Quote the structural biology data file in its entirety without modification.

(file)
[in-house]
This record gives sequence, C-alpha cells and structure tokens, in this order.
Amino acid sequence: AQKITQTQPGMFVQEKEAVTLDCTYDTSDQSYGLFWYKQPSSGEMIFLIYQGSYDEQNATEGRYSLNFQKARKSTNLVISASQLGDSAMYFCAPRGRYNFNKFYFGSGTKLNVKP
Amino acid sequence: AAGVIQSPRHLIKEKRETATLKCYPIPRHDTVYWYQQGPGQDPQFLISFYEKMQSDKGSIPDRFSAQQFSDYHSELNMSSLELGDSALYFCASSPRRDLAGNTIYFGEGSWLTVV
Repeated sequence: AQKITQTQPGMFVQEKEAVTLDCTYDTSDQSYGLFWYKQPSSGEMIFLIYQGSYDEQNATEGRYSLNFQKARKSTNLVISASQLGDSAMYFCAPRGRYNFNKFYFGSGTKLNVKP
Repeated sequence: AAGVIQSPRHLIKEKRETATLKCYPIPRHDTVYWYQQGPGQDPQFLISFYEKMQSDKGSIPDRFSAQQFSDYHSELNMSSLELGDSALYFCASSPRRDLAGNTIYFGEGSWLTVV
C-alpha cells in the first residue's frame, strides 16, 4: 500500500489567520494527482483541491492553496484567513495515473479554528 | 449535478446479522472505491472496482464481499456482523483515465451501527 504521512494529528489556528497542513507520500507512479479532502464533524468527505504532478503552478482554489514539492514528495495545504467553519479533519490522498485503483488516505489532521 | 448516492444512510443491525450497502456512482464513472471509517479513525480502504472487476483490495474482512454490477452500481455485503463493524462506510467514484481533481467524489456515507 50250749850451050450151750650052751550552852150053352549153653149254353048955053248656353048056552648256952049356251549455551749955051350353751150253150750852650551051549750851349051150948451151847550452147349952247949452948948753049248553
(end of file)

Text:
[in-house]
This record gives sequence, C-alpha cells and structure tokens, in this order.
Amino acid sequence: AQKITQTQPGMFVQEKEAVTLDCTYDTSDQSYGLFWYKQPSSGEMIFLIYQGSYDEQNATEGRYSLNFQKARKSTNLVISASQLGDSAMYFCAPRGRYNFNKFYFGSGTKLNVKP
Amino acid sequence: AAGVIQSPRHLIKEKRETATLKCYPIPRHDTVYWYQQGPGQDPQFLISFYEKMQSDKGSIPDRFSAQQFSDYHSELNMSSLELGDSALYFCASSPRRDLAGNTIYFGEGSWLTVV
Repeated sequence: AQKITQTQPGMFVQEKEAVTLDCTYDTSDQSYGLFWYKQPSSGEMIFLIYQGSYDEQNATEGRYSLNFQKARKSTNLVISASQLGDSAMYFCAPRGRYNFNKFYFGSGTKLNVKP
Repeated sequence: AAGVIQSPRHLIKEKRETATLKCYPIPRHDTVYWYQQGPGQDPQFLISFYEKMQSDKGSIPDRFSAQQFSDYHSELNMSSLELGDSALYFCASSPRRDLAGNTIYFGEGSWLTVV
C-alpha cells in the first residue's frame, strides 16, 4: 500500500489567520494527482483541491492553496484567513495515473479554528 | 449535478446479522472505491472496482464481499456482523483515465451501527 504521512494529528489556528497542513507520500507512479479532502464533524468527505504532478503552478482554489514539492514528495495545504467553519479533519490522498485503483488516505489532521 | 448516492444512510443491525450497502456512482464513472471509517479513525480502504472487476483490495474482512454490477452500481455485503463493524462506510467514484481533481467524489456515507 50250749850451050450151750650052751550552852150053352549153653149254353048955053248656353048056552648256952049356251549455551749955051350353751150253150750852650551051549750851349051150948451151847550452147349952247949452948948753049248553